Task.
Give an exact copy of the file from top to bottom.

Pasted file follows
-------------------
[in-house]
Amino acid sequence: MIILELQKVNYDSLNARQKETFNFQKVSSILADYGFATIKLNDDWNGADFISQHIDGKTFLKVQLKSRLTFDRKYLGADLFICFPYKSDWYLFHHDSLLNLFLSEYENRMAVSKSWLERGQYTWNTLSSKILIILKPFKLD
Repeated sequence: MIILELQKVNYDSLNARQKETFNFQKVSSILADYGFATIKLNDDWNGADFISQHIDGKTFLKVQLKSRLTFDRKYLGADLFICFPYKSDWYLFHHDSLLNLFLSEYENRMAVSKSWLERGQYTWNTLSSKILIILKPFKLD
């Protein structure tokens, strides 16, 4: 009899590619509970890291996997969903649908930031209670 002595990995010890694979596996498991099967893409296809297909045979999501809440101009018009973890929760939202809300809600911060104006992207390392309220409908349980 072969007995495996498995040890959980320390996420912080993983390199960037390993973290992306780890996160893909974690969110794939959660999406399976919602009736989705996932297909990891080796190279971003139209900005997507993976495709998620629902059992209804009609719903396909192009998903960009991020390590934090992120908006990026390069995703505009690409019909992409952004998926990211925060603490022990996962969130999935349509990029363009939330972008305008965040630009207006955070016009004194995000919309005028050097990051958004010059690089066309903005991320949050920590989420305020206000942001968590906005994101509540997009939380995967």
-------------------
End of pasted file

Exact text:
[in-house]
Amino acid sequence: MIILELQKVNYDSLNARQKETFNFQKVSSILADYGFATIKLNDDWNGADFISQHIDGKTFLKVQLKSRLTFDRKYLGADLFICFPYKSDWYLFHHDSLLNLFLSEYENRMAVSKSWLERGQYTWNTLSSKILIILKPFKLD
Repeated sequence: MIILELQKVNYDSLNARQKETFNFQKVSSILADYGFATIKLNDDWNGADFISQHIDGKTFLKVQLKSRLTFDRKYLGADLFICFPYKSDWYLFHHDSLLNLFLSEYENRMAVSKSWLERGQYTWNTLSSKILIILKPFKLD
């Protein structure tokens, strides 16, 4: 009899590619509970890291996997969903649908930031209670 002595990995010890694979596996498991099967893409296809297909045979999501809440101009018009973890929760939202809300809600911060104006992207390392309220409908349980 072969007995495996498995040890959980320390996420912080993983390199960037390993973290992306780890996160893909974690969110794939959660999406399976919602009736989705996932297909990891080796190279971003139209900005997507993976495709998620629902059992209804009609719903396909192009998903960009991020390590934090992120908006990026390069995703505009690409019909992409952004998926990211925060603490022990996962969130999935349509990029363009939330972008305008965040630009207006955070016009004194995000919309005028050097990051958004010059690089066309903005991320949050920590989420305020206000942001968590906005994101509540997009939380995967």